UC BERKELEY DEPARTMENT OF CLASSICS 
2020 INTENSIVE SUMMER LATIN WORKSHOP

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 About the 2020 Latin Workshop Staff

 

Director: Daniel Squire

Daniel Squire is a fifth-year Ph.D. student in the Classics Department at Berkeley; he previously attended Oxford University where he received his B.A. and M.St. in Classics. His dissertation research focuses on the scholia to Sophocles' Antigone. He has taught Latin at all levels at Berkeley and last summer was an instructor for the second part of the Workshop.

The Director of the Workshop has a dual role as administrative supervisor and instructor.  In the classroom, the Director is responsible for presenting new grammar to students during the afternoon sessions of the first six weeks, as well as teaching one each of the Latin prose and poetry classes in the second half of the Workshop. 

 

Instructors for the First Half

Emily Mullin is a rising fourth-year in Classics with an interest in the spatiality and temporality of Roman lyric poetry. She earned a Bachelor's in Classics from Wellesley College in 2016 and a Master's in Classics from UC Berkeley in 2019.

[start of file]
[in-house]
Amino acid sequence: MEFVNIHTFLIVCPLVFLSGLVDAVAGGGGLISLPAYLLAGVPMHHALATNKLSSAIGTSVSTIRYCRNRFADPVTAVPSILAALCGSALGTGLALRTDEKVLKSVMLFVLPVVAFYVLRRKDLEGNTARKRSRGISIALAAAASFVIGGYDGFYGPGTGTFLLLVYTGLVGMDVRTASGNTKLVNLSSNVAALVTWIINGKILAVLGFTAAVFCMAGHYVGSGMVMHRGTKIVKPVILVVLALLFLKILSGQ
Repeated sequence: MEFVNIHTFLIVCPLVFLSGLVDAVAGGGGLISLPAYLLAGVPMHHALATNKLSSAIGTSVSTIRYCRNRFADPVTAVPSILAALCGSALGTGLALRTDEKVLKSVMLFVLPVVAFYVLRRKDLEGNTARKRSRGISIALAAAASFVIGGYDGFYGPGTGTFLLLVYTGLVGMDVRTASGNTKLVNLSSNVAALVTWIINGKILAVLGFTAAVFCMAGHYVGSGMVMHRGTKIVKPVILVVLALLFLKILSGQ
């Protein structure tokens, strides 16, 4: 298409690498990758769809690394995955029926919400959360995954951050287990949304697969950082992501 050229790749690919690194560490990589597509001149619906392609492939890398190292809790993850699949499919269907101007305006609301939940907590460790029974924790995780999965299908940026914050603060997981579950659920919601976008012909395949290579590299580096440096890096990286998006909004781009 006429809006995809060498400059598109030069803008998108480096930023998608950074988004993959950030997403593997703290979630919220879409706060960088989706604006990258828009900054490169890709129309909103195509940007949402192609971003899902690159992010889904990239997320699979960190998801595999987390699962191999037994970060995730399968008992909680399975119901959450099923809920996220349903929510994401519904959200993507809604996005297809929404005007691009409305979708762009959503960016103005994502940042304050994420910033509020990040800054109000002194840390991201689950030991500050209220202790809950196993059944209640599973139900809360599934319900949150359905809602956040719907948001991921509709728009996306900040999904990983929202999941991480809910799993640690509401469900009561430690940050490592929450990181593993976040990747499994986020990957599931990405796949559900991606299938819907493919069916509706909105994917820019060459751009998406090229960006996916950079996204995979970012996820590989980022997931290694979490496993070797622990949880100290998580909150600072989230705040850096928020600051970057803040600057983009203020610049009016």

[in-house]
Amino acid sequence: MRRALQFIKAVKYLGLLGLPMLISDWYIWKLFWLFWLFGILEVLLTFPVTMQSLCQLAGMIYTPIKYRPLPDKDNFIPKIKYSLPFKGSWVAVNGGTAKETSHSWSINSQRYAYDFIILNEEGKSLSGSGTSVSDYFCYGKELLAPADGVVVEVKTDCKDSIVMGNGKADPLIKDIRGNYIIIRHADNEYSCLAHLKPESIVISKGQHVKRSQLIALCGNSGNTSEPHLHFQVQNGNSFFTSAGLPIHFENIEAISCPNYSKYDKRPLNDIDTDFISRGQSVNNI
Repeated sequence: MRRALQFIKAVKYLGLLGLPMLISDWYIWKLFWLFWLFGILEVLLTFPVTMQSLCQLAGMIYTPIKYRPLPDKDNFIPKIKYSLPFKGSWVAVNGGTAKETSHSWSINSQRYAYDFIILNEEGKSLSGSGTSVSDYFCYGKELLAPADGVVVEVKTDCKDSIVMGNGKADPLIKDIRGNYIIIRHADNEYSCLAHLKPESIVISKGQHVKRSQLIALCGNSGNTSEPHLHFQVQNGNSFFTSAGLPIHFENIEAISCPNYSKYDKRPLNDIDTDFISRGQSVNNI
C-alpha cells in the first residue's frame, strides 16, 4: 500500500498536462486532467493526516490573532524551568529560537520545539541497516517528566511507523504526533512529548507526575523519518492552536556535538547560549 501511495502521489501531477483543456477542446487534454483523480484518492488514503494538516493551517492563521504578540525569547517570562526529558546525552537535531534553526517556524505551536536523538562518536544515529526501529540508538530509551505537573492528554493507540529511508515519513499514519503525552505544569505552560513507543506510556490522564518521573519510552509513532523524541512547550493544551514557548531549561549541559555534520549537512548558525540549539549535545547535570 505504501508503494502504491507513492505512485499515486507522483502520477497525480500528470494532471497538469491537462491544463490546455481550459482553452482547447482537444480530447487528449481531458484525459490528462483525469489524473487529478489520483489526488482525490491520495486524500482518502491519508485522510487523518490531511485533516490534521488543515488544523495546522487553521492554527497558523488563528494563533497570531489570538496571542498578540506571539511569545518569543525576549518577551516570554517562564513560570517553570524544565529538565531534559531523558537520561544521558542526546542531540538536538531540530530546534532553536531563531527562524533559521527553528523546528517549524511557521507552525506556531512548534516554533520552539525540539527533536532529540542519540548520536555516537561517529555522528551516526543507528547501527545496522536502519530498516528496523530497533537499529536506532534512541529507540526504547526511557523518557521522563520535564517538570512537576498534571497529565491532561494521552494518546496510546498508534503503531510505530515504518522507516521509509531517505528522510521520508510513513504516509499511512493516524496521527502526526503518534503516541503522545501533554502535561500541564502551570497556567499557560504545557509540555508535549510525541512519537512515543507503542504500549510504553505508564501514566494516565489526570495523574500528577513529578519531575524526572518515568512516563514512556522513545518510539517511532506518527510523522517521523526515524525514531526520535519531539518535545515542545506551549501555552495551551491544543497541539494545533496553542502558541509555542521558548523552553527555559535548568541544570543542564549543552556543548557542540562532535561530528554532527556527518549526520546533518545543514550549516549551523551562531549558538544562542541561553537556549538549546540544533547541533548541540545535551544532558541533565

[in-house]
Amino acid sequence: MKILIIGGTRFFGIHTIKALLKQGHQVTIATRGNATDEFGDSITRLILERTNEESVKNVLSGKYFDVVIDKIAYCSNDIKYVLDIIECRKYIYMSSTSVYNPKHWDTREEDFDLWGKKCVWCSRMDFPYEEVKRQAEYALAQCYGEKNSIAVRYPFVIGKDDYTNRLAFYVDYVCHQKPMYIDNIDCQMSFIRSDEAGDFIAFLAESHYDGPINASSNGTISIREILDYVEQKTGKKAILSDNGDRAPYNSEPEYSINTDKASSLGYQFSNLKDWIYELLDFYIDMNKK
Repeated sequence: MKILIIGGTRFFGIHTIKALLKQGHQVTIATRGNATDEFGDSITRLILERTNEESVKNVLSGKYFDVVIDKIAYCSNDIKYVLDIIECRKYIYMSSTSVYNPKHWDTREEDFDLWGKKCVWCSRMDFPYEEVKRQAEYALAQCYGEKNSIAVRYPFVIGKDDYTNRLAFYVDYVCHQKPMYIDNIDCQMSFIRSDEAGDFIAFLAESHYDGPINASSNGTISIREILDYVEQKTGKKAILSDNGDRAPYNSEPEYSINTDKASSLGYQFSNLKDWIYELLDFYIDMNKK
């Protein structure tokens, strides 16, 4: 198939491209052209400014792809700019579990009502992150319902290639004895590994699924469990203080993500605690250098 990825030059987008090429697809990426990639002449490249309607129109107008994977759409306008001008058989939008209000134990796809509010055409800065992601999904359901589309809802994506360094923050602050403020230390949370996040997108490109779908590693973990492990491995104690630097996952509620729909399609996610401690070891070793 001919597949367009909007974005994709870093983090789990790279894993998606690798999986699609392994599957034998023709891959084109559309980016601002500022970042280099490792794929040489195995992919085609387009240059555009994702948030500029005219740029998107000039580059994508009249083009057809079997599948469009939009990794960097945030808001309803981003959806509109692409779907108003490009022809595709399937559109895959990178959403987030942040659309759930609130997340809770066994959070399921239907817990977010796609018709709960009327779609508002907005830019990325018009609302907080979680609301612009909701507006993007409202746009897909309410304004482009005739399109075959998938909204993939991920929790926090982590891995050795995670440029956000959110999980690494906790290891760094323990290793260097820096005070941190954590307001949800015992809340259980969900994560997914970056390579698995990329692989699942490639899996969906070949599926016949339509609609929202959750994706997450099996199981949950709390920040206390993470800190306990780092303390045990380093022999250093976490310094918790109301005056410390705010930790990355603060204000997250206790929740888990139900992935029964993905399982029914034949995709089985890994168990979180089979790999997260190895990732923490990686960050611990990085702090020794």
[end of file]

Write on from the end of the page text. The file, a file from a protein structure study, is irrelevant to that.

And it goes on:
Hamish White is a 5th year PhD student in Classics with an interest in ancient theatre, currently working on Euripides' Andromache. He earned an MA (Hons) in Classics from the University of St Andrews in 2015, and an MA in Classics from UC Berkeley in 2017.

The two instructors in the first half of the Workshop are responsible for the morning segment of the first 6 weeks, including office hours for general questions and a three-hour sectional review session over points of grammar presented the previous afternoon.  These sessions generally involve reviewing homework and drilling.  In addition, the first half instructors administer and grade quizzes and exams.

 

Instructor for the Second Half

Erin Lam is a 6th year PhD student in Classics, with a focus on Latin elegiac poetry. She earned her undergraduate degrees in Classical Languages and Molecular Environmental Biology at UC Berkeley, as well as an MPhil in Classics at King's College, Cambridge University. Her dissertation, titled "Authenticity, Performance, and Gender in Ovid’s Heroides: Toward a Queer Philology," explores textual and thematic authenticity in Ovid's Heroides through the lens of queer feminist theory.

The fourth member of the Latin Workshop team teaches an additional Latin prose and Latin poetry course in the final four weeks of the Workshop.  These additional classes offer students in the Latin workshop the opportunity to select from a greater range of options for the second half reading courses.

 

 


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